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Berkshire Hathaway (BRK.B) Is Buying Its Stock – Should You?

December 13, 2012 | About:
Geoff Gannon

Geoff Gannon

410 followers
Warren Buffett’s Berkshire Hathaway (BRK.A)(BRK.B) bought $1.2 billion of its own stock yesterday. If Berkshire Hathaway is buying its own stock the obvious question is whether you should be buying Berkshire stock too. For most value investors I think the answer is yes.

Most value investors own some big stocks. I believe Berkshire will outperform those stocks. I also believe that Berkshire is cheap right now. I’m going to explain why in this article. But I’m not going to go to detailed discussion of how much I think Berkshire is worth.

I think the issue is simpler than that. When you look at any conglomerate, any holding company, a closed end fund, etc., you need to consider three things. You need to consider the assets that make up the value of the whole. You need to consider who is in charge and what kind of job they are doing of allocating capital. And you need to consider the price that you are paying. By price I mean the premium or discount you are paying to buy the assets as a bundled conglomerate rather than individual businesses.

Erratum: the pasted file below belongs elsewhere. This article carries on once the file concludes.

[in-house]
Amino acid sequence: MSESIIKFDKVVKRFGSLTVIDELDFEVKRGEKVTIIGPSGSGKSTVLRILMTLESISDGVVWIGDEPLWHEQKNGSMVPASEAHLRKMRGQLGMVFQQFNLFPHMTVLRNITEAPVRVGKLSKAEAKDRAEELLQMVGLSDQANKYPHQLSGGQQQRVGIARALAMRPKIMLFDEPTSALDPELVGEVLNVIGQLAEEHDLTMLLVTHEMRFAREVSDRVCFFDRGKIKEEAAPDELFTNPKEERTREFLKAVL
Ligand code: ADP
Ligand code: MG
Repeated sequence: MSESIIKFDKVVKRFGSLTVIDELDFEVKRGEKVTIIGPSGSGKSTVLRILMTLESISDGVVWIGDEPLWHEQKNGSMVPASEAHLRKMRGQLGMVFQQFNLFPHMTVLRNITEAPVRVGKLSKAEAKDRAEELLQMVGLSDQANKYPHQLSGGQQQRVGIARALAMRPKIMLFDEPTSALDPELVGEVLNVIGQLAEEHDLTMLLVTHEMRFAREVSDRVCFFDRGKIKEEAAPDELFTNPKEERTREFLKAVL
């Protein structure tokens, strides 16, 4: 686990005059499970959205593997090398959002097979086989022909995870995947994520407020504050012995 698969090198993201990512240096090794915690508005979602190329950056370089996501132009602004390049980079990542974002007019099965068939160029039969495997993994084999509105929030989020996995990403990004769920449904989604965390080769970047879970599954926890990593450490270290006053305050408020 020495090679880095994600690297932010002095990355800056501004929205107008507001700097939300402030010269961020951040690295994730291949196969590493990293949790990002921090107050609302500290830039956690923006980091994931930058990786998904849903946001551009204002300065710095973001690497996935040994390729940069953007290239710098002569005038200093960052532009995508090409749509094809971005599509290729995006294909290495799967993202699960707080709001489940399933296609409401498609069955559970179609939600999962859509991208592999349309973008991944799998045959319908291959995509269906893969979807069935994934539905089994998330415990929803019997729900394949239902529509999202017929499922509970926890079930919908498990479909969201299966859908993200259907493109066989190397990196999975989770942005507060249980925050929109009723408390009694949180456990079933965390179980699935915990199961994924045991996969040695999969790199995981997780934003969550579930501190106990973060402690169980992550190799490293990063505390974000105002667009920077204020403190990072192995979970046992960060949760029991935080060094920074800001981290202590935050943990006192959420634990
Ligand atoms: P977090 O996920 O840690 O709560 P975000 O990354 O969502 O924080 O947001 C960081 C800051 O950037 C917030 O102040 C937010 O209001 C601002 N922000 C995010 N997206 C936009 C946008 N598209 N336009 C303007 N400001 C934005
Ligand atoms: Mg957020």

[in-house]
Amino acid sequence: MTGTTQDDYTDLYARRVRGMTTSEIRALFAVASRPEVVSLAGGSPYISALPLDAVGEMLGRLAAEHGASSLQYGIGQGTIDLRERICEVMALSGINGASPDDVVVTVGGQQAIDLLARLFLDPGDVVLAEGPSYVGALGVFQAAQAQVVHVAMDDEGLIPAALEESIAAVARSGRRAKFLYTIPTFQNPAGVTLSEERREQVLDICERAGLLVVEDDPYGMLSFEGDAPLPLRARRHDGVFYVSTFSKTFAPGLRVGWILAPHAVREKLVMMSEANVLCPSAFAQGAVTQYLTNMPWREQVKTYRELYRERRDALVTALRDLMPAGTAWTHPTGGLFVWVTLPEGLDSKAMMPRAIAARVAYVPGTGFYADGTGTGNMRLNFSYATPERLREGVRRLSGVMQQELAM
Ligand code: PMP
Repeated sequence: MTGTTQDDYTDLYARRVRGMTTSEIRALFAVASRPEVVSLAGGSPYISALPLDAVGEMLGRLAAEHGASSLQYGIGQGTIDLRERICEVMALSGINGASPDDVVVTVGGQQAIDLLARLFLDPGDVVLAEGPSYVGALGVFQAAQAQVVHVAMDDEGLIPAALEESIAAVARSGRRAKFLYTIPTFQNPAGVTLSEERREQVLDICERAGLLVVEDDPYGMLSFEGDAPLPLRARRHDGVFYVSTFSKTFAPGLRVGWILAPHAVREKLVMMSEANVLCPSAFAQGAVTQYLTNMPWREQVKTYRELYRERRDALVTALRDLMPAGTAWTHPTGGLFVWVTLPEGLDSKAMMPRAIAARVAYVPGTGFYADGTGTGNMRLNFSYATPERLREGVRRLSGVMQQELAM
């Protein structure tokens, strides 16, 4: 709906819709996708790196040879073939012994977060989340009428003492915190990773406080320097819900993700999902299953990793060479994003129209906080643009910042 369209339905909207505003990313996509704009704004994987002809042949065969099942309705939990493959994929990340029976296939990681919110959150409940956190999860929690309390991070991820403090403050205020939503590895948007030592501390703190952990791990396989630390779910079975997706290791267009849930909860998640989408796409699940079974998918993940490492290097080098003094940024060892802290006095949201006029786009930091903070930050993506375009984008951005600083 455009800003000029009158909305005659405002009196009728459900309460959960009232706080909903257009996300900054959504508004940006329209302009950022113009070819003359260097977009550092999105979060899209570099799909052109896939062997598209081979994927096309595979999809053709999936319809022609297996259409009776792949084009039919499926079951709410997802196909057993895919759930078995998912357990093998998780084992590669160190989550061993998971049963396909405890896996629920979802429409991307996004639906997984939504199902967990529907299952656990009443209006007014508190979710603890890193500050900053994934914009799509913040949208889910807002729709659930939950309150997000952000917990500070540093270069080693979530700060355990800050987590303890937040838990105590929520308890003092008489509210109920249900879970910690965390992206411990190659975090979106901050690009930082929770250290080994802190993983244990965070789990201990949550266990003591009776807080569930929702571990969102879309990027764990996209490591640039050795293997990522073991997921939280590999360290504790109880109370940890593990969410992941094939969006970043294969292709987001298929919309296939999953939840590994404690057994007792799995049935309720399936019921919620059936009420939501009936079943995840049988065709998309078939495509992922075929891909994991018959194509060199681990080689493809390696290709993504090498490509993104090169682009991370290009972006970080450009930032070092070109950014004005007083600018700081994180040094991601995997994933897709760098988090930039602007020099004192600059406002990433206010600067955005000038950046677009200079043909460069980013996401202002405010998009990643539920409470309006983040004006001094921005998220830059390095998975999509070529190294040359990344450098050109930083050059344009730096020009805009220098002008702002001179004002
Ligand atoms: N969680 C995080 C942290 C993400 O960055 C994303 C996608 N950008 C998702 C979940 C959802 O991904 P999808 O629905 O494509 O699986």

If you are a long-term investor the idea of ignoring companies that trade at a discount because they are a group of different assets rather than a bunch of different stocks all treated separately does not make sense. A long-term investor does not just benefit from price appreciation. A long-term investor benefits from stock buybacks, dividends, extraordinary corporate events, and sales of the entire company.

Over time these can have a big effect on the compounding of your investment. The discount is an important part of your return. Some conglomerates and many, many closed-end funds do deserve to trade at a discount.

Some do not. In my view if you think you can achieve returns similar to the S&P 500 and you find a conglomerate that can match the S&P 500 you should be happy with any discount you can get. It is a question of the underlying assets and a question of management.

So you have to ask yourself if you like the assets as much as other things in the stock market. And if you like the manager or investor who is making all the decisions about capital allocation.